The closing days of Donald Trump's administration saw lobbyists and lawyers with significant swamp connections peddle efforts to secure criminal pardons and commutations that only a president can grant. Now, with dozens of white-collar offenders off the hook, the details have begun to percolate.
Big-time investor Robert Zangrillo, charged with fraud in a college admissions scandal, joined the lucky club of clemency recipients. How he did so is a murky mystery, according to The New York Times. The White House listed as Zangrillo supporters billionaire Trump friend Tom Barrack and Napster co-founder Sean Parker — yet both deny involvement. The facts may warrant investigation by Congress.
Even after his departure from office, other scandal-laced dramas surrounding Trump are starting to brew.
For one, the lethal Jan. 6 riot at the U.S. Capitol has prompted Trump's second impeachment. On Thursday, a 22-year-old Pennsylvania woman charged with helping steal a laptop from House Speaker Nancy Pelosi's office during the riot was ordered released from jail on house arrest.
Earlier, a tipster had said the woman, Riley June Williams, expressed interest in trying to sell the computer to Russian intelligence. Her lawyer is disputing the charges, but said in court that Williams "took the president’s bait" to besiege the Capitol that day. Others arrested also said they did so at Trump's incitement.
Pelosi on Thursday said she wouldn't drop the impeachment article, but also declined to say when she would send it to the Senate for trial. Senate Minority Leader Mitch McConnell (R-Ky.) seeks to postpone the trial until next month, which could keep Trump's recent antics on the political radar even longer.
Without the powerful shield of the presidency, Trump may have to answer to different local and state criminal charges.
The district attorney in Fulton County, Georgia, has expressed interest in Trump's phone call to state election officials suggested they change ballot results in his favor. The District of Columbia's attorney general cited the possibility Trump could be charged with a misdemeanor for encouraging violence. Probes in New York involving Trump's business practices and taxes continue as expected.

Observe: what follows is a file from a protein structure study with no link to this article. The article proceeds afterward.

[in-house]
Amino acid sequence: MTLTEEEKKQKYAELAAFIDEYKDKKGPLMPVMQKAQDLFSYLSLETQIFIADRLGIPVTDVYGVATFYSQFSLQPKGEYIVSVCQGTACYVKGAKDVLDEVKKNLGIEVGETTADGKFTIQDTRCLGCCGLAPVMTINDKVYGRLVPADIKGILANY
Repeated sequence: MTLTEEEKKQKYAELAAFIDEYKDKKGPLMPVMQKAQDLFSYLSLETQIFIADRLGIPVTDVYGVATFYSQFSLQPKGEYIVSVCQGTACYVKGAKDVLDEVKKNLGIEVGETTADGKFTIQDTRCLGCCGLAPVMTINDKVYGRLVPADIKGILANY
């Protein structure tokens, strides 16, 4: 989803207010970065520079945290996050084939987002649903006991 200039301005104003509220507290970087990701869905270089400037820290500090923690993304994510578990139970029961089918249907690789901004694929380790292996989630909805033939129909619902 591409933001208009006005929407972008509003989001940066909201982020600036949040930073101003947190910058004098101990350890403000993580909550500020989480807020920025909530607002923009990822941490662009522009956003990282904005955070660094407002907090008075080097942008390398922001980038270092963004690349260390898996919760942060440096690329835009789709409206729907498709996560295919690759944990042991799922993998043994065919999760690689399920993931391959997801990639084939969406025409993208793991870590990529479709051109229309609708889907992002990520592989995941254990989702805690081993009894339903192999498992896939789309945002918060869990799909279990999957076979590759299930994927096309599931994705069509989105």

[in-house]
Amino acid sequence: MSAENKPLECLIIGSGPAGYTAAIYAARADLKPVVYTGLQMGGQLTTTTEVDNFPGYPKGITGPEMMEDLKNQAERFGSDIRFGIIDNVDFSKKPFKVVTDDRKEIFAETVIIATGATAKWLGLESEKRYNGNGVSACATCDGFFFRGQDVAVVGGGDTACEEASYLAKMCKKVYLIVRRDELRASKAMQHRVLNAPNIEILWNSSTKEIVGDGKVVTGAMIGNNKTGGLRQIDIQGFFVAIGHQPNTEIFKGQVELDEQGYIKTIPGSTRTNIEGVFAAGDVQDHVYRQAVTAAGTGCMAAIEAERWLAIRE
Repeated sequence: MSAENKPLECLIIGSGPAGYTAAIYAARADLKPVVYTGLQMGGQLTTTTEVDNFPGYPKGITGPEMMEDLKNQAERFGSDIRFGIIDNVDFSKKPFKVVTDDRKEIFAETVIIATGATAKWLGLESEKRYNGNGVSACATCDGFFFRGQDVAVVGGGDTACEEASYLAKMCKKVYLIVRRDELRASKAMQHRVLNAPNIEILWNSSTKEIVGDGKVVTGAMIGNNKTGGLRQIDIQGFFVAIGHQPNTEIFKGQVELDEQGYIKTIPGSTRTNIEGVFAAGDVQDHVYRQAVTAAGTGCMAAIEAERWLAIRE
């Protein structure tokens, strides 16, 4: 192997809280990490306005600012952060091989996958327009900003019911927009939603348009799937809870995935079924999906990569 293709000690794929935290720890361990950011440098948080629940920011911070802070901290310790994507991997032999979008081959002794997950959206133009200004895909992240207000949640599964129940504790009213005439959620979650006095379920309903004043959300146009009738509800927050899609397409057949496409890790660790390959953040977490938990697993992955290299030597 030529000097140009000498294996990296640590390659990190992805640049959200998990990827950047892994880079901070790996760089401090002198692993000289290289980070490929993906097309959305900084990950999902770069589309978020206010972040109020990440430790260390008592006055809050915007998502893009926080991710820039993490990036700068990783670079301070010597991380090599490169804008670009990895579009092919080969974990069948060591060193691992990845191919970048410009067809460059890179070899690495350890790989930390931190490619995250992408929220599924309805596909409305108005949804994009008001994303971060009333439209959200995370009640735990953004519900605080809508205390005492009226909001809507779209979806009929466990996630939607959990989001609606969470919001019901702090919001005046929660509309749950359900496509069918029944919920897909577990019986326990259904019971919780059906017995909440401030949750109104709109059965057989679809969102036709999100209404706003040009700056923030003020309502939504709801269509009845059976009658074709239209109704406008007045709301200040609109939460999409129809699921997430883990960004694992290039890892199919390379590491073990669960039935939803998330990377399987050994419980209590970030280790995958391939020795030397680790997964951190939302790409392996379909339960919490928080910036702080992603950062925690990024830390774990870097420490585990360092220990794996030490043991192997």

On his way out the door, Trump also ordered up six months of 24-hour Secret Service coverage for his four adult children, former Treasury Secretary Steven Mnuchin, former White House chief of staff Mark Meadows and former national security adviser Robert C. O’Brien.
Trump's undermining of strategies to fight the coronavirus pandemic is getting more attention following his ouster by the voters. The nation's top infectious diseases expert, Dr. Anthony Fauci, on Thursday, his first full day under President Joe Biden, described being able to "let the science speak" as "somewhat of a liberating feeling."
Right-wing fringe elements, however, might see scandal in the fact that their hero Trump surrendered to reality and left office. Posting in a private channel of the messaging app Telegram, a group identifying itself as the Proud Boys said: "Trump will go down as a total failure."
After this week, when a constitutional transition occurred, believers in the far-fetched QAnon myth also stood to come out disillusioned. They'd been told Trump would stay to arrest and punish "deep-state" evildoers in the government. Yet in a campaign appearance last October, Trump said he had no knowledge of this "theory," refused to say it was false and praised the group's alleged fight against child trafficking. He's finished with the White House, but his deceits continue to unfold.